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Jan 11, 2024

Support for environmental shareholder proposals fell in 2023 as anti-ESG investor sentiment grows

Big investors supported significantly fewer environmental proposals last year, finds Georgeson

Investor support for environmental shareholder proposals was lower last year than in 2022, with big players like Vanguard, Capital Group and Dimensional supporting less than 10 percent of environmental proposals, data shows.

A total of 68 anti-ESG proposals were put to a vote during 2023’s proxy season: four that tackled environmental issues, 46 social proposals and 18 concerning governance matters, according to Georgeson’s latest Investor Voting Report.

Of the largest institutional investors, Northern Trust continued to be most likely to support environmental proposals, though – interestingly – it was the single largest supporter of anti-ESG proposals, backing 16 of 68. But none of those anti-ESG proposals received majority support and most investors voted against them, Georgeson finds.

As in several recent years, social issues continued to attract strong shareholder support. Human capital management and diversity-related votes accounted for more than 140 proposals filed in 2023, but only one diversity, equity & inclusion-related proposal passed last year.

Say-on-pay proposals remained popular among the largest institutions, receiving an average support of 90 percent, with BlackRock, Vanguard and State Street supporting the highest proportion. Support for board elections and re-elections fell, while there was a growing number of executive severance proposals, the data shows.

In terms of individual institutions, Wellington shifted its support for ESG proposals drastically in 2023 with only 32 percent of votes in favor of ESG proposals, compared with 88 percent in 2022, according to Georgeson data. State Street’s support for ESG proposals also dropped in 2023, down from roughly 50 percent of proposals voted for in 2022 to just 37 percent last year.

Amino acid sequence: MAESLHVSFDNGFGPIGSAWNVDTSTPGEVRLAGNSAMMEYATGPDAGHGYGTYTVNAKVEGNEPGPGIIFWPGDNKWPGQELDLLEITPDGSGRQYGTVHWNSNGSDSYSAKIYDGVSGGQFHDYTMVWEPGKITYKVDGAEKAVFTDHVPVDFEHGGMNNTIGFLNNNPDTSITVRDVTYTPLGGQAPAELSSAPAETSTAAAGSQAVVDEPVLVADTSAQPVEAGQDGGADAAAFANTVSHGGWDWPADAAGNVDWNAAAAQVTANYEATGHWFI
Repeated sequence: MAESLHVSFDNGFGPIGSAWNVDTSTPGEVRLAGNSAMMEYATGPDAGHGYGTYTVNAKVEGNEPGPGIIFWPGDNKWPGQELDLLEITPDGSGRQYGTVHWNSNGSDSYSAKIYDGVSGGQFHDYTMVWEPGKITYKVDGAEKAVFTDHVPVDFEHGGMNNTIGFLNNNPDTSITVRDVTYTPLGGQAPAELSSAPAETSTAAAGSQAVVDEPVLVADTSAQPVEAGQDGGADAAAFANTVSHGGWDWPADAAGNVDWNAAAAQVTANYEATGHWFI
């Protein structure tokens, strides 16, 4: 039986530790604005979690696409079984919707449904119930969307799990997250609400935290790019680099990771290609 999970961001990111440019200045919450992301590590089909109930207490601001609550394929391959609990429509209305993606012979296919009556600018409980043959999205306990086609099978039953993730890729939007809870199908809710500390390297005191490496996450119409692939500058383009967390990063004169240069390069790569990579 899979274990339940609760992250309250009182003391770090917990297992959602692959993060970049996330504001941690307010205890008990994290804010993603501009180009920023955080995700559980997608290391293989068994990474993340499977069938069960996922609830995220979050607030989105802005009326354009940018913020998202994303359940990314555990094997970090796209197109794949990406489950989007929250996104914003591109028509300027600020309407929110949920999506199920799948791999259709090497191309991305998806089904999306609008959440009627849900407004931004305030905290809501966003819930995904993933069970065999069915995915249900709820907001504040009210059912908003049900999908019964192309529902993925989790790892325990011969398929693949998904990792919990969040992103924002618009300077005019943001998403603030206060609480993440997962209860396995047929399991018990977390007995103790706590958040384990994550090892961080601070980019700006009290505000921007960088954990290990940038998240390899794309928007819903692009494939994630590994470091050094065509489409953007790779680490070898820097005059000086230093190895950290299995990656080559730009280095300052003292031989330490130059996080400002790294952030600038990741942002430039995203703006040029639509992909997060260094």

‘In 2023, we have noted that investors have begun to increase attention on the topics of biodiversity and natural capital,’ a Georgeson spokesperson says. ‘Of the largest institutional investors reviewed in this report, we note that BlackRock, Norges and Wellington explicitly reference natural capital and/or biodiversity in their stewardship guidelines.’

The proportion of proposals supported by BlackRock, which has been tiptoeing out of the ESG space for some time, fell further from 37 percent in 2022 to just 15 percent of proposals in 2023. Last year, the asset manager voted against 40 of the 44 greenhouse gas reduction proposals during proxy season and voted for only 9 percent.

A report by BlackRock on its voting results last year shows that, globally, it voted in favor of only 26 out of 399 environmental and social proposals.

‘We observed a greater number of overly prescriptive proposals or ones lacking economic merit,’ Georgeson’s report states. ‘Importantly, the majority of these proposals failed to recognize that companies are already meeting their asks.

‘Because so many proposals were over-reaching, lacking economic merit or simply redundant, they were unlikely to help promote long-term shareholder value and received less support from shareholders, including BlackRock, than in years past.’

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